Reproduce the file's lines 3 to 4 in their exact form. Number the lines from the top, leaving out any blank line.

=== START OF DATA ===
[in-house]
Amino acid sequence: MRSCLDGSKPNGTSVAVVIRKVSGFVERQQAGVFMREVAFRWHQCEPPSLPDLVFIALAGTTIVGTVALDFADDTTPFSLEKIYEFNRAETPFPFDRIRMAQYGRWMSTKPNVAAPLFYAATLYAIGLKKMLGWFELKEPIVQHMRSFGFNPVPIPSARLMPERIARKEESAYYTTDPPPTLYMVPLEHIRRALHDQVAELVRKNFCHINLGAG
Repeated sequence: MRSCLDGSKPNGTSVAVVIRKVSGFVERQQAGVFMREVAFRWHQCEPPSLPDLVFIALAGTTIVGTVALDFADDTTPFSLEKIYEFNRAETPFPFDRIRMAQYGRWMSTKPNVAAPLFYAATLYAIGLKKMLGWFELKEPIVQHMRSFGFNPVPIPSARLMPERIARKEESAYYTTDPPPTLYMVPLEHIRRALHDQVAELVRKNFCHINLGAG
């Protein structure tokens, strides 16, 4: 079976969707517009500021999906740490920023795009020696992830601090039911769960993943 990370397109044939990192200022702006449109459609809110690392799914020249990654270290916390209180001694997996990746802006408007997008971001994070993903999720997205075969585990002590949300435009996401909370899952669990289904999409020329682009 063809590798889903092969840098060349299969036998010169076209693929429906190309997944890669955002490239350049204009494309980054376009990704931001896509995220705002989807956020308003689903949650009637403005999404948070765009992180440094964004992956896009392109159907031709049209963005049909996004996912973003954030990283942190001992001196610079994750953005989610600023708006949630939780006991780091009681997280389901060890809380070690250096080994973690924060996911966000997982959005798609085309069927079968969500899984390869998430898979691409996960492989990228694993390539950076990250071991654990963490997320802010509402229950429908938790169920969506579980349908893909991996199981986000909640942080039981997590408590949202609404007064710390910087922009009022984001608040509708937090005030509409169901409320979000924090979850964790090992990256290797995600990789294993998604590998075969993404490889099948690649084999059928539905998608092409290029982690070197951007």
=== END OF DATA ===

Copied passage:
Repeated sequence: MRSCLDGSKPNGTSVAVVIRKVSGFVERQQAGVFMREVAFRWHQCEPPSLPDLVFIALAGTTIVGTVALDFADDTTPFSLEKIYEFNRAETPFPFDRIRMAQYGRWMSTKPNVAAPLFYAATLYAIGLKKMLGWFELKEPIVQHMRSFGFNPVPIPSARLMPERIARKEESAYYTTDPPPTLYMVPLEHIRRALHDQVAELVRKNFCHINLGAG
């Protein structure tokens, strides 16, 4: 079976969707517009500021999906740490920023795009020696992830601090039911769960993943 990370397109044939990192200022702006449109459609809110690392799914020249990654270290916390209180001694997996990746802006408007997008971001994070993903999720997205075969585990002590949300435009996401909370899952669990289904999409020329682009 063809590798889903092969840098060349299969036998010169076209693929429906190309997944890669955002490239350049204009494309980054376009990704931001896509995220705002989807956020308003689903949650009637403005999404948070765009992180440094964004992956896009392109159907031709049209963005049909996004996912973003954030990283942190001992001196610079994750953005989610600023708006949630939780006991780091009681997280389901060890809380070690250096080994973690924060996911966000997982959005798609085309069927079968969500899984390869998430898979691409996960492989990228694993390539950076990250071991654990963490997320802010509402229950429908938790169920969506579980349908893909991996199981986000909640942080039981997590408590949202609404007064710390910087922009009022984001608040509708937090005030509409169901409320979000924090979850964790090992990256290797995600990789294993998604590998075969993404490889099948690649084999059928539905998608092409290029982690070197951007």